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by Madel R. Sabater
11-February-2008 Manila Bulletin

The Philippine Council for Advanced Science and Technology Research and Development (PCASTRD) is planning to launch a national nanotechnology program that would help strengthen human resource capabilities in the field, create more jobs and more locally generated technologies that would boost economic growth.

The PCASTRD is the Department of Science and Technology’s (DoST) research and development arm in the advanced sciences. Nanotechnology, meanwhile, is a field of applied science and technology (S & T) whose unifying scheme is the control of matter on the atomic and molecular scale, normally one to 100 nanometers, and the fabrication of devices with critical dimensions that lie within that size range.

The development of nanotechnology in the country is one of PCASTRD’s priority undertakings for this year.

PCASTRD executive director Dr. Reynaldo Ebora said the PCASTRD "plans to launch a national nanotechnology program," which would focus on the development of human resources, specializing in that field and the conveyance of research and development (R & D) projects.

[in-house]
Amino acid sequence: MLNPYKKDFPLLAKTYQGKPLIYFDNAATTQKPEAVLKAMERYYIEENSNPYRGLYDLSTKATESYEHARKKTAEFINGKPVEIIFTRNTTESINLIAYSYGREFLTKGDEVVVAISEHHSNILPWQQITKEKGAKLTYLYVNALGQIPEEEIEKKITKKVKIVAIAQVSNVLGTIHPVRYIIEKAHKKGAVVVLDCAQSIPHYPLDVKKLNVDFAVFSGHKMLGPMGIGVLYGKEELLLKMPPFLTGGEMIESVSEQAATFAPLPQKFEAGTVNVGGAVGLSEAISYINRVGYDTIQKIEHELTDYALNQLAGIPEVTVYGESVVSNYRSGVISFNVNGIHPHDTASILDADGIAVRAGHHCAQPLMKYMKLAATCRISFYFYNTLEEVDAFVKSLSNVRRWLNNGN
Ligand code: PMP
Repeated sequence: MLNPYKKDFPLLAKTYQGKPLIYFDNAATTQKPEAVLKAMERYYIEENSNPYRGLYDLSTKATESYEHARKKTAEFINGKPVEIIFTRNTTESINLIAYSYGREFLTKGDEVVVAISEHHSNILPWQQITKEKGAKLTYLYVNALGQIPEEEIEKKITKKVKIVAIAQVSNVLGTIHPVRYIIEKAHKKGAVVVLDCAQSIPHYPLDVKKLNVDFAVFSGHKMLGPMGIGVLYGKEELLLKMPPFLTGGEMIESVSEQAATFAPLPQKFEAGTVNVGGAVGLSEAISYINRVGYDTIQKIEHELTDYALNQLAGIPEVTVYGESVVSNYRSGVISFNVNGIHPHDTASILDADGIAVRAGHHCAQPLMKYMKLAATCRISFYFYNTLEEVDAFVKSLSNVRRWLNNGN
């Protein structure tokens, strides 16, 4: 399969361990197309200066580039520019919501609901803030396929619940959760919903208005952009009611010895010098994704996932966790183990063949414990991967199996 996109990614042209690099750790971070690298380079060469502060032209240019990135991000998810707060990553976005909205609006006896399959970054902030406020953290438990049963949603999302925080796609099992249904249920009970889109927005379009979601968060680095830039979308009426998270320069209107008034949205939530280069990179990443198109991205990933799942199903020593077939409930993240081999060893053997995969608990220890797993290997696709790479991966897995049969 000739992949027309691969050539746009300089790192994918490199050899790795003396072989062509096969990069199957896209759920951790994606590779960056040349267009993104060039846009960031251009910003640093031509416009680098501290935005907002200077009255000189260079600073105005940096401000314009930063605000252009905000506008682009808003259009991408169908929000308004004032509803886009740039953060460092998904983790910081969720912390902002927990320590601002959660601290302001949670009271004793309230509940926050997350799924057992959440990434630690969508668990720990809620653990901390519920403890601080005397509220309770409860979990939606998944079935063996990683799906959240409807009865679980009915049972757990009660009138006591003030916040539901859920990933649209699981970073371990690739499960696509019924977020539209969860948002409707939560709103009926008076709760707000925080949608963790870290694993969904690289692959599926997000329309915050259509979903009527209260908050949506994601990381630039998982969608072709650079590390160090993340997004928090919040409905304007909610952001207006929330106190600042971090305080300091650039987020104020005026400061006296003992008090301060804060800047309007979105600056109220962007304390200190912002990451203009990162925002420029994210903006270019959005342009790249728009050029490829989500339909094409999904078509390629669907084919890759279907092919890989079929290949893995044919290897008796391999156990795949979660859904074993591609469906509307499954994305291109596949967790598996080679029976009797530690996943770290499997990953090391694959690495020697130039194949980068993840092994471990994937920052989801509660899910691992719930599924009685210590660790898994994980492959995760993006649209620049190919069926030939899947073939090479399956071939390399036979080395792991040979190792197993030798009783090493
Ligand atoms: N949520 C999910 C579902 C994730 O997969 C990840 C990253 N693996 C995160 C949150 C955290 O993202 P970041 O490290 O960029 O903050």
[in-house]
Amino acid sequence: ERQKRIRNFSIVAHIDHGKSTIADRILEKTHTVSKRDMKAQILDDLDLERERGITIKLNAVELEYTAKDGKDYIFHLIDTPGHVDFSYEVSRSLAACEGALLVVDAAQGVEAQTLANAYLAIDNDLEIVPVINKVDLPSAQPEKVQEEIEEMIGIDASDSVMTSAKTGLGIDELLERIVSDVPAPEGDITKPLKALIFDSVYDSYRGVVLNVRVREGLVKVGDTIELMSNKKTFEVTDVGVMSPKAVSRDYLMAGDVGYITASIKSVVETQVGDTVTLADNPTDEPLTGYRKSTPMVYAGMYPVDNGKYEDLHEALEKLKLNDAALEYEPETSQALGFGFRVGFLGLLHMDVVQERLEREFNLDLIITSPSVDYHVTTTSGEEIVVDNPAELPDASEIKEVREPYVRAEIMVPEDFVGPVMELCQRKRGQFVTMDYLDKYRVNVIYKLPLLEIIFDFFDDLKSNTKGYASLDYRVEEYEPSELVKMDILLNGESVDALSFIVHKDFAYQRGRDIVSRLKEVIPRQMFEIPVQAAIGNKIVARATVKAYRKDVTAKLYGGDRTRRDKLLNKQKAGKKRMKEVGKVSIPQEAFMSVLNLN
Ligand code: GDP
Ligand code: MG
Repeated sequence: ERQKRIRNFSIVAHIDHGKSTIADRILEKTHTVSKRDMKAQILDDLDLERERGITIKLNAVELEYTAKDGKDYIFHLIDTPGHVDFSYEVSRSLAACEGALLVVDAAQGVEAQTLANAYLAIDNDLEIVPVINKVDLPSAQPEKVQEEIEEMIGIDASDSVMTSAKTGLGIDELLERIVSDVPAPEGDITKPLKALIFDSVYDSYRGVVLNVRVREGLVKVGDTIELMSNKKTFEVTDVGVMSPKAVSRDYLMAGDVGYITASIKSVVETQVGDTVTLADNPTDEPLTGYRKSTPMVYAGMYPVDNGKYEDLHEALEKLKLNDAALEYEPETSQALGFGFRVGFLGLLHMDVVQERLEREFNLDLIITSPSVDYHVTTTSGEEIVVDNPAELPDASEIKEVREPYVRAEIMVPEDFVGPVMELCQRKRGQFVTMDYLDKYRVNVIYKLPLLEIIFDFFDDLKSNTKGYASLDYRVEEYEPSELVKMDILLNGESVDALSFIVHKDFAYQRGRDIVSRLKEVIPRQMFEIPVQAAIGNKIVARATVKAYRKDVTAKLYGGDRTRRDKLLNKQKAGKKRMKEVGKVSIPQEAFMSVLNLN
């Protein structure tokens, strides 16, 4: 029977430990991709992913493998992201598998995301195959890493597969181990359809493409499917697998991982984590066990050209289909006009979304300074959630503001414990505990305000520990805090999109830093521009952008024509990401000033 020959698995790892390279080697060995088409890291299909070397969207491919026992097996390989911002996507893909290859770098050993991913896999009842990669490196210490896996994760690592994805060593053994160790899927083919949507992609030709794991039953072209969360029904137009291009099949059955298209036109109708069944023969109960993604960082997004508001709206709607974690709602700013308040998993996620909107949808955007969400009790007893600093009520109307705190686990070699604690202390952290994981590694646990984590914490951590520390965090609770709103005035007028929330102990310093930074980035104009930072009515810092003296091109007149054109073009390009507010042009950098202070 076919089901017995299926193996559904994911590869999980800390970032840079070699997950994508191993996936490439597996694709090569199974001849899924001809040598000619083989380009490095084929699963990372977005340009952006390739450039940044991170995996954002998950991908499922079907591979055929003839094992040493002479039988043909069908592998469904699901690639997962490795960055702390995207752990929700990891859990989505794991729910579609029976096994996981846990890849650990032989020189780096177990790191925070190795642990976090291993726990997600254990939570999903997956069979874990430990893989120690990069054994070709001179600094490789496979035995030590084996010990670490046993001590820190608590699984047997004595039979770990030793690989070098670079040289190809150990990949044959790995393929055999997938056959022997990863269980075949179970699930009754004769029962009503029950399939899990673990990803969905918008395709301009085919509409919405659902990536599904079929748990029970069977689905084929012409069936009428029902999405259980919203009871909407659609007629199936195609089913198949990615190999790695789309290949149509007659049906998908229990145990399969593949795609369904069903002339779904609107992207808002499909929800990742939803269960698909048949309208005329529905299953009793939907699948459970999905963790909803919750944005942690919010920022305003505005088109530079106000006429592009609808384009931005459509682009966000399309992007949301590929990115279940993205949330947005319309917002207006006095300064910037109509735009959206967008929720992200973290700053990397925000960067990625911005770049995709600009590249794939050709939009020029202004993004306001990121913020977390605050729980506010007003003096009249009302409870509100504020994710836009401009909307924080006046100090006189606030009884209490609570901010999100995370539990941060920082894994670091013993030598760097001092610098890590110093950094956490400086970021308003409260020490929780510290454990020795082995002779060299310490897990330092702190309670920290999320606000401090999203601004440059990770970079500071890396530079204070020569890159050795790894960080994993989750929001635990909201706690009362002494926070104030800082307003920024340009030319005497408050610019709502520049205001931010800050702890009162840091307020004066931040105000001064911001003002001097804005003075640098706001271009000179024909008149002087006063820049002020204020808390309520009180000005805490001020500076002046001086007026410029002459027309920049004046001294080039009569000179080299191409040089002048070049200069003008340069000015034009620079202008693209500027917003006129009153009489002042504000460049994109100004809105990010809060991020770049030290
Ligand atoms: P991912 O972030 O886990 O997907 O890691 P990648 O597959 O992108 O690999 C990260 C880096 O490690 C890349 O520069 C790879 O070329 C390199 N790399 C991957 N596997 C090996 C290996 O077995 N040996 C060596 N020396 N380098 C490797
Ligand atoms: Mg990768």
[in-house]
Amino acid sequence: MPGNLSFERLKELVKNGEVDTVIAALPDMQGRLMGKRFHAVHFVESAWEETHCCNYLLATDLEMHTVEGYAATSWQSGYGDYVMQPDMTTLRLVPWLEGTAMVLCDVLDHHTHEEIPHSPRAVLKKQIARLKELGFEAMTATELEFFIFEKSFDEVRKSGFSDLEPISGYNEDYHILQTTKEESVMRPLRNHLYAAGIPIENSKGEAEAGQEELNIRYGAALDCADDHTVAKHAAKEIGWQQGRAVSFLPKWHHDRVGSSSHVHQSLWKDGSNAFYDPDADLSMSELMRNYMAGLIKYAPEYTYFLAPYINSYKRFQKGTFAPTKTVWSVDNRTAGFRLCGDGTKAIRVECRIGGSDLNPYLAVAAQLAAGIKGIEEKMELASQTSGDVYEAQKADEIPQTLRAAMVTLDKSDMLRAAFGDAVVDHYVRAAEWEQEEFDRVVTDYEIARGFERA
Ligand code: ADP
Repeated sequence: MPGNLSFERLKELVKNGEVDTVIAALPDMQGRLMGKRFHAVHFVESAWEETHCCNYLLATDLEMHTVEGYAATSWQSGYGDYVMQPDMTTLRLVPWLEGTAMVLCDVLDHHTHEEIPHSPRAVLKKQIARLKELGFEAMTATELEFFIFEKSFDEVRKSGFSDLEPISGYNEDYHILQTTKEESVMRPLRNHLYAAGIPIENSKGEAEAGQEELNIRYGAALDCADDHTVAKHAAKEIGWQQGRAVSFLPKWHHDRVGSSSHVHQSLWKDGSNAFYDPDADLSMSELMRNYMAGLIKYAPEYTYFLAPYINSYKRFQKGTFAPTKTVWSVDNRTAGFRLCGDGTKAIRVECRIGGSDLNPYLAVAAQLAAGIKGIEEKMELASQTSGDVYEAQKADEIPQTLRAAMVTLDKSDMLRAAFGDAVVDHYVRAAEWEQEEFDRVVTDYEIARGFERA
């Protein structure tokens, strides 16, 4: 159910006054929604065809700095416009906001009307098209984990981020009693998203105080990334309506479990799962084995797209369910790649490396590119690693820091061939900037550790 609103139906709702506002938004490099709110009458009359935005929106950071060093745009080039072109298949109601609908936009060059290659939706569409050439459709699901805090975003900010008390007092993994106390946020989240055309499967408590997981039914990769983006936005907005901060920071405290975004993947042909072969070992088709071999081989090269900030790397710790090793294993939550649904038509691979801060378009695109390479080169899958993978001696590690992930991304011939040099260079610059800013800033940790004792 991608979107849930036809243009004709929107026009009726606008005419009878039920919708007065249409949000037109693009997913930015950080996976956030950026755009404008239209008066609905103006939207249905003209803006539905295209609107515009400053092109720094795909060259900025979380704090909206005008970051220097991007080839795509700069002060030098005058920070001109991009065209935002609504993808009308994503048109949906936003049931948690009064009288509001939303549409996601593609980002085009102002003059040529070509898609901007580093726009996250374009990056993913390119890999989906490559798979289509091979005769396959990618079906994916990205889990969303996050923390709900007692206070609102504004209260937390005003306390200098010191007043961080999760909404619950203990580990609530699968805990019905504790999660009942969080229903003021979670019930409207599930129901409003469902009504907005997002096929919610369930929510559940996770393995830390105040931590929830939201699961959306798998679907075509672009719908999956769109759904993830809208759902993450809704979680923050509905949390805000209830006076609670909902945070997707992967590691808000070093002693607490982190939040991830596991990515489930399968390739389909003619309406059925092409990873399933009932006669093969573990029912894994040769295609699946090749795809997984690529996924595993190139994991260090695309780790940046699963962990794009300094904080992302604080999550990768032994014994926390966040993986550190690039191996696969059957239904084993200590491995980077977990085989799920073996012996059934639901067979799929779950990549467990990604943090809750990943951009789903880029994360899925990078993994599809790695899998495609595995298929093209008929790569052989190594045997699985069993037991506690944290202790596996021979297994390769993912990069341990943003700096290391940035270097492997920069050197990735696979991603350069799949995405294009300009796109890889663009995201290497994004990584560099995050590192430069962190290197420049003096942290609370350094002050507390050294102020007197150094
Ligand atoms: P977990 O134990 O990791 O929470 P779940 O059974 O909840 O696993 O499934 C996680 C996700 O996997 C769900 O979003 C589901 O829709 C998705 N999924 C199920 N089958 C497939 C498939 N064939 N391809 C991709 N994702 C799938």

"R & D and human resource development should be intertwined to maximize brain power," he said.

Ebora stressed that there is a need to develop more talents in the field of nanotechnology as it promises good career opportunities.

He added that more foreign investors would be interested in opening their companies in the country if we have a substantial amount of manpower specializing in nanotechnology.

Ebora said the PCASTRD would tap universities such as the University of the Philippines (UP), University of Santo Tomas (UST), De La Salle University (DLSU), and Ateneo de Manila University (ADMU), among others, for the national program. Filipino experts abroad are also being tapped by DOST to train local professionals.

There is no local college or university offering nanotechnology as a major. However, it is usually included in courses like materials science, chemistry, and electronics.

Ebora said R & D on nanotechnology could take off in two to three years if a national nanotechnology program is immediately put in place. Some applications of nanotechnology are the manufacture of polymers based on molecular structure, and the design of computer chip layouts based on surface science.

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